Background: The aim of this study was to identify factors associated with death after surgery in patients with extensive pancreatic necrosis.
Methods: Sixty-four patients who underwent pancreatic necrosectomy between 1996 and 2002 were studied.
Results: The median age was 60.5 (95 per cent confidence interval (c.i.) 57 to 64) years and 40 patients (62.5 per cent) were tertiary referrals. The initial median Acute Physiology And Chronic Health Evaluation (APACHE) II score was 9 (95 per cent c.i. 7.9 to 10.1) and there were 21 deaths (32.8 per cent). Twenty-eight patients (43.8 per cent) underwent minimally invasive retroperitoneal pancreatic necrosectomy (MIRP) and the remainder had open pancreatic necrosectomy (OPN); 44 (72.1 per cent) of 61 patients had infected pancreatic necrosis at the time of the first procedure. Seven patients who underwent MIRP died compared with 14 after OPN (P = 0.240). Patients who died were older than those who survived, with higher APACHE II scores at presentation, and before and after surgery (P = 0.001). Survivors had significantly longer times to surgery than those who died (P = 0.038). All 21 patients who died required intensive care compared with 26 of 43 survivors (P < 0.001). Thirty of 36 patients who had the OPN procedure required intensive care compared with only 17 of 28 patients who had MIRP (P = 0.042). Logistic regression analysis showed that only postoperative APACHE II score was an independent predictor of increased mortality (P = 0.031).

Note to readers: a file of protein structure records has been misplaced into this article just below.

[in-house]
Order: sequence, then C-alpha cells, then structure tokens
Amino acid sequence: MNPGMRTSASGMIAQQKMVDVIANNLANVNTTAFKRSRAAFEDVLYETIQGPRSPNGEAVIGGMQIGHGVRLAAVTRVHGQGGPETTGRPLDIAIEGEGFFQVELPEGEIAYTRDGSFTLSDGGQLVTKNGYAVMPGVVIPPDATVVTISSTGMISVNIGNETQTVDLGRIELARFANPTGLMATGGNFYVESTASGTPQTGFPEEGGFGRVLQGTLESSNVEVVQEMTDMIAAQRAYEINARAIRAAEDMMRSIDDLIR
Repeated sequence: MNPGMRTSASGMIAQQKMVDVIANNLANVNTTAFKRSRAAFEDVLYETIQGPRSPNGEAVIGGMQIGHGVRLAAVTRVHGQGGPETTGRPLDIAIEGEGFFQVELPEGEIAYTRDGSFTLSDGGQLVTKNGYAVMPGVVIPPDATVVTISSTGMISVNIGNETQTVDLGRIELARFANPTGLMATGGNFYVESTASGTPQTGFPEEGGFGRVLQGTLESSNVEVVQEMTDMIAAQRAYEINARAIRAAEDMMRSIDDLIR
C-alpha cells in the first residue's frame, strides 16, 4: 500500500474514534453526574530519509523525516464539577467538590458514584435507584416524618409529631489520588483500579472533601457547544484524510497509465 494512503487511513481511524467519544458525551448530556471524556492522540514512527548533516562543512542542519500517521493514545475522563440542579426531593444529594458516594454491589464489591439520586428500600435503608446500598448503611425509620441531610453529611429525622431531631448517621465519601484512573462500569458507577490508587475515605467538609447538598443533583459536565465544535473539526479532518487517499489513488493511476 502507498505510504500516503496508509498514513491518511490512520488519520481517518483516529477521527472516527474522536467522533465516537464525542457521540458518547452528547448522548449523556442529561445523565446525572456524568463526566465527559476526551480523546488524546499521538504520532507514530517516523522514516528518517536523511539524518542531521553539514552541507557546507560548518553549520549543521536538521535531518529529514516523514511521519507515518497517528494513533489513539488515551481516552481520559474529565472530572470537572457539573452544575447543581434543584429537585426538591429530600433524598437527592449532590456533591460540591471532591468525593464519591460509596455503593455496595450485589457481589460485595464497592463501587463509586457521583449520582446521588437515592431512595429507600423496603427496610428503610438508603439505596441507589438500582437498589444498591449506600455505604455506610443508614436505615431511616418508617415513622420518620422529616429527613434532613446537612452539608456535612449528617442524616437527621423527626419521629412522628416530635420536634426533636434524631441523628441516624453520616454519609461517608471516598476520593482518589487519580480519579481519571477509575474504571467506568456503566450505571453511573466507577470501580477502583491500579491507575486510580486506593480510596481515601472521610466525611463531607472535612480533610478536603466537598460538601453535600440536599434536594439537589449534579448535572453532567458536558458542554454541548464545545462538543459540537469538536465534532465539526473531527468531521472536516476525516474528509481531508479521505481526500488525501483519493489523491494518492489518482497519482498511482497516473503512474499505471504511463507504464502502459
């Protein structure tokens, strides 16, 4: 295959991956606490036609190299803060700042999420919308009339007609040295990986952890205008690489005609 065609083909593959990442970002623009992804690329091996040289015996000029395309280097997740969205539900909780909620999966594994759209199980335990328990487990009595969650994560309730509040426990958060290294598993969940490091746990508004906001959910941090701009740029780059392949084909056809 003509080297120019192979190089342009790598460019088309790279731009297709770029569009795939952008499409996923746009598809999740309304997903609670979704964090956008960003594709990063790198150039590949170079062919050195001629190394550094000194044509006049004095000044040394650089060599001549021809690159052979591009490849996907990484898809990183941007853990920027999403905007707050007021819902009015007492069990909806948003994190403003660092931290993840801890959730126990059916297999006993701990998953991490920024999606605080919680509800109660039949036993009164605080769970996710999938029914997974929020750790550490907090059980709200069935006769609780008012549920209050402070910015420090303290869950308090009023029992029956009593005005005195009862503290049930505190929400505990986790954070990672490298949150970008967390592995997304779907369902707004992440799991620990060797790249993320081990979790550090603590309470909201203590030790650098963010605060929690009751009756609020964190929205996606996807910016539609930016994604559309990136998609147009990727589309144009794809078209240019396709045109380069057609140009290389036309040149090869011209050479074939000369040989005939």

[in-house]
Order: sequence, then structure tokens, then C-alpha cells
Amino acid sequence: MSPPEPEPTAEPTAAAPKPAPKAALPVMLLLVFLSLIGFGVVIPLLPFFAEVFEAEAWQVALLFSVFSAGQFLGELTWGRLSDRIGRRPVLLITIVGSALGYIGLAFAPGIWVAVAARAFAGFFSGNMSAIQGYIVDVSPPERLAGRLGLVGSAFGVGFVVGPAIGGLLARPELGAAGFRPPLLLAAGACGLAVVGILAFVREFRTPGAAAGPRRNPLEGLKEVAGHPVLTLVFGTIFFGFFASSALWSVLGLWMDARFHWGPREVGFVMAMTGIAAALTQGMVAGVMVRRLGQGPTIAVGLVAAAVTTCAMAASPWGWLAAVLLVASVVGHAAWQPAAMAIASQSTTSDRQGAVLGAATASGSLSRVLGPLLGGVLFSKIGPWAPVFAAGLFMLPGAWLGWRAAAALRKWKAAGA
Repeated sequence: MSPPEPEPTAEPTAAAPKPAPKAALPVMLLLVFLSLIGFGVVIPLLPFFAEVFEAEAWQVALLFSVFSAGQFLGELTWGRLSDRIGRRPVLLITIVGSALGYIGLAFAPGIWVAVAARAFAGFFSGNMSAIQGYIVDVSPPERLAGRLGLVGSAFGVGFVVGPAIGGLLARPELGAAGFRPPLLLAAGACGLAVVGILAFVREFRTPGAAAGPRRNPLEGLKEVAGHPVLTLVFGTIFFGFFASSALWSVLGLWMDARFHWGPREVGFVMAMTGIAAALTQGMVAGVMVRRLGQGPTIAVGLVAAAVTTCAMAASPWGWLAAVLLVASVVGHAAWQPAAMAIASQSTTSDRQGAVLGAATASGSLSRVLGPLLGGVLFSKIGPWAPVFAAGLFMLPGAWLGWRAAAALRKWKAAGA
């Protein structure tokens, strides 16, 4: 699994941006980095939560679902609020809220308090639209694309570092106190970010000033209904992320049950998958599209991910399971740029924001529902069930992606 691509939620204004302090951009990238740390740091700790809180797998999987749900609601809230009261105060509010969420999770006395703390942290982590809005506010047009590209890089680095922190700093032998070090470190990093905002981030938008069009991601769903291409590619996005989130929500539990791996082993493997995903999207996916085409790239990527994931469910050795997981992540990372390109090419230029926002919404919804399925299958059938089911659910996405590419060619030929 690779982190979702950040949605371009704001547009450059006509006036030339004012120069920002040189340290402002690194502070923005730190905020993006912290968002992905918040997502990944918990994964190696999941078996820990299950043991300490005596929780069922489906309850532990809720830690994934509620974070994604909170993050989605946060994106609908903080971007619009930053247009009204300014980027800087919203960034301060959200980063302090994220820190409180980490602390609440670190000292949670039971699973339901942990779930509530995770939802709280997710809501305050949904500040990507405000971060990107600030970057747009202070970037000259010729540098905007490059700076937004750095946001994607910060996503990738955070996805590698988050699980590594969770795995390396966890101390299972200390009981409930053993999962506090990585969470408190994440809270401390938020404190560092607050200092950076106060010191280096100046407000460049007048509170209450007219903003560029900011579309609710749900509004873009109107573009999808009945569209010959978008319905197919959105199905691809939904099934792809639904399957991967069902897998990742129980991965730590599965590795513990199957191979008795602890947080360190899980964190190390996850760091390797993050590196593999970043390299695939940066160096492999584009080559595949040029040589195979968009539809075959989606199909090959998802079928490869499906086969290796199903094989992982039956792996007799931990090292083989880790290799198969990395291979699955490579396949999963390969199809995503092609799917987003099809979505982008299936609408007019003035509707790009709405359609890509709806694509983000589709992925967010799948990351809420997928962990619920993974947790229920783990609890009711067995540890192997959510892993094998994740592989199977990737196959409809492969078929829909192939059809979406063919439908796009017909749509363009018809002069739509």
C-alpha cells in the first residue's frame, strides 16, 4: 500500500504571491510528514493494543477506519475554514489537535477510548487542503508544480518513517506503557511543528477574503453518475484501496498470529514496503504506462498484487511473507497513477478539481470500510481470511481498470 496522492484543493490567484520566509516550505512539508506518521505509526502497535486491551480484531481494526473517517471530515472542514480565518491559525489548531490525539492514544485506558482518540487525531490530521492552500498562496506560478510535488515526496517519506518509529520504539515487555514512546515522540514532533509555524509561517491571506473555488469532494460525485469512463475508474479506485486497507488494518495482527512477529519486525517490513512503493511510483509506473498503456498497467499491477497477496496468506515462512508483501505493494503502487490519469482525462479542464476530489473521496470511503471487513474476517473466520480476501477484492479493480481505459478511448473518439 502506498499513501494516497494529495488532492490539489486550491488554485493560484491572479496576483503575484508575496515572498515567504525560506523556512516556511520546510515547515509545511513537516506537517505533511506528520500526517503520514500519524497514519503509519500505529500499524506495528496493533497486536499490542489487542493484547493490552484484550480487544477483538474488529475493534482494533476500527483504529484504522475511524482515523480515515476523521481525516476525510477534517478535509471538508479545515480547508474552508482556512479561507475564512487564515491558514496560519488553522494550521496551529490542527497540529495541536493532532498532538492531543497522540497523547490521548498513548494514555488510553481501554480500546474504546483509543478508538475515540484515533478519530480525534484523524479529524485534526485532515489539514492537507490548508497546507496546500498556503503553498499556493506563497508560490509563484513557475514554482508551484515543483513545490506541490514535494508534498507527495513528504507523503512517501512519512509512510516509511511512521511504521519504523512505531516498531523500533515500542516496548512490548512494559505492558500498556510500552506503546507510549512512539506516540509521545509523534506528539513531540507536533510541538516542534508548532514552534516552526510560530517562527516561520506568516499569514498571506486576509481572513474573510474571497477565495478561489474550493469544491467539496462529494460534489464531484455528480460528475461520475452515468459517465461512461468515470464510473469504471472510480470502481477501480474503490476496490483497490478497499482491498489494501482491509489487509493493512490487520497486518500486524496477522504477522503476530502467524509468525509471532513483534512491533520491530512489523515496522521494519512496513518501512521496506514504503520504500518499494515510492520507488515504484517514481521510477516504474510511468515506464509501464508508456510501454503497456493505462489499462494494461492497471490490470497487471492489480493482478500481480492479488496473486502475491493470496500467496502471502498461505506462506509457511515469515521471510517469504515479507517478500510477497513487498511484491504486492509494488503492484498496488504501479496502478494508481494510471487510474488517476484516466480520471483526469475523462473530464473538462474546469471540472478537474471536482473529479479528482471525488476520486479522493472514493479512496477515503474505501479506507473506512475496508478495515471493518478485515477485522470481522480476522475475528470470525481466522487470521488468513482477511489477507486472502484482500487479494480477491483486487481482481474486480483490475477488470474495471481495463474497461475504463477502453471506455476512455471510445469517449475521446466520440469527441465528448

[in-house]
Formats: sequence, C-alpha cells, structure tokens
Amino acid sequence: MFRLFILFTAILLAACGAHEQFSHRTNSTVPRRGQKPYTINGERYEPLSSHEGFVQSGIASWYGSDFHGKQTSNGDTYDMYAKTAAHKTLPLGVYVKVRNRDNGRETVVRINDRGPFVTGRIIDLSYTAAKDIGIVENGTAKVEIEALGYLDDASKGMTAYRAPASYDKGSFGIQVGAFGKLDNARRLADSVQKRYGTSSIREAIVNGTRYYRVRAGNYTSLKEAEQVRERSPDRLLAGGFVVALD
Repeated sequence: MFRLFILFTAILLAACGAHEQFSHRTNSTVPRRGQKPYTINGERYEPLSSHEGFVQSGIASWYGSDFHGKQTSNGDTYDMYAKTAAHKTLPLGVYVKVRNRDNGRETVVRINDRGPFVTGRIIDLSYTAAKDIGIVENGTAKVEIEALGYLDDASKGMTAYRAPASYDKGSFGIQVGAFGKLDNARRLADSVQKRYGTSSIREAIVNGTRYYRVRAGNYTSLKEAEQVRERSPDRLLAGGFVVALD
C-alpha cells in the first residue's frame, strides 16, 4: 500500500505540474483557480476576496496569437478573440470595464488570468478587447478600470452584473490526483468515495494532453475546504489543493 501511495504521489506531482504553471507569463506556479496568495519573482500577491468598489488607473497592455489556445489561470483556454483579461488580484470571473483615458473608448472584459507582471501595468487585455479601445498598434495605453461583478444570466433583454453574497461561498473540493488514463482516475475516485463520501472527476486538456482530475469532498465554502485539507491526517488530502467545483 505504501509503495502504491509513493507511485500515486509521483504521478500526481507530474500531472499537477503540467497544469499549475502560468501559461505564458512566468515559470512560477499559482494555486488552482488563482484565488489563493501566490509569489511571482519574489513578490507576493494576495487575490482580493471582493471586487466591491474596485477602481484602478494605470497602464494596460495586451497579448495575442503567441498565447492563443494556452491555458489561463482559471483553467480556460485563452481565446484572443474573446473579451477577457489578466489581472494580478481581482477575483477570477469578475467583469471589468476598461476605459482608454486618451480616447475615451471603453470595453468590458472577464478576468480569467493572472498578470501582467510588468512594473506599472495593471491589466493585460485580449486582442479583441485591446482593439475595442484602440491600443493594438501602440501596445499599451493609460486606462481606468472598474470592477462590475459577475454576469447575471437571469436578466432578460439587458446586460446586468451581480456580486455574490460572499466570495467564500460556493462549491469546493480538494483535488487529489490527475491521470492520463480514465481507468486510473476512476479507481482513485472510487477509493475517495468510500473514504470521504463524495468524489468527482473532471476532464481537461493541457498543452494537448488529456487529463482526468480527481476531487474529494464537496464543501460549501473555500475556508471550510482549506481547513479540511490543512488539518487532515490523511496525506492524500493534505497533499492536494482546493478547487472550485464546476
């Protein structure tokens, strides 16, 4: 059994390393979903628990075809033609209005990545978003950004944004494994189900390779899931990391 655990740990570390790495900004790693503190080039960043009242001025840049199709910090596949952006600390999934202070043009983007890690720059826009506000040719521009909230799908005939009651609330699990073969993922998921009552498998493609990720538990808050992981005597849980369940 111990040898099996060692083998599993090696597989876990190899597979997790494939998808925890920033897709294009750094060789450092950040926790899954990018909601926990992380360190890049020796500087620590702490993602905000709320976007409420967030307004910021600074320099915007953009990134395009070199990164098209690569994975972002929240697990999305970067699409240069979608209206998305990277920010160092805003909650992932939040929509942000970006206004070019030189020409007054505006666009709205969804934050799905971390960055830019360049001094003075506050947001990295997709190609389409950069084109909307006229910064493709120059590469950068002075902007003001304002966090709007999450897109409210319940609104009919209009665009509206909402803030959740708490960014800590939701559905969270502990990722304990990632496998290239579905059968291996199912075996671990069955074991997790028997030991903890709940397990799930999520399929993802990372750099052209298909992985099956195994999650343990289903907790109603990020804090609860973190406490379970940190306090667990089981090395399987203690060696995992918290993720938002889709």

Conclusion: Advanced age and increasing APACHE II score, and a need for postoperative intensive care, were the most important predictors of outcome after pancreatic necrosectomy.
Copyright 2003 British Journal of Surgery Society Ltd. Published by John Wiley & Sons, Ltd.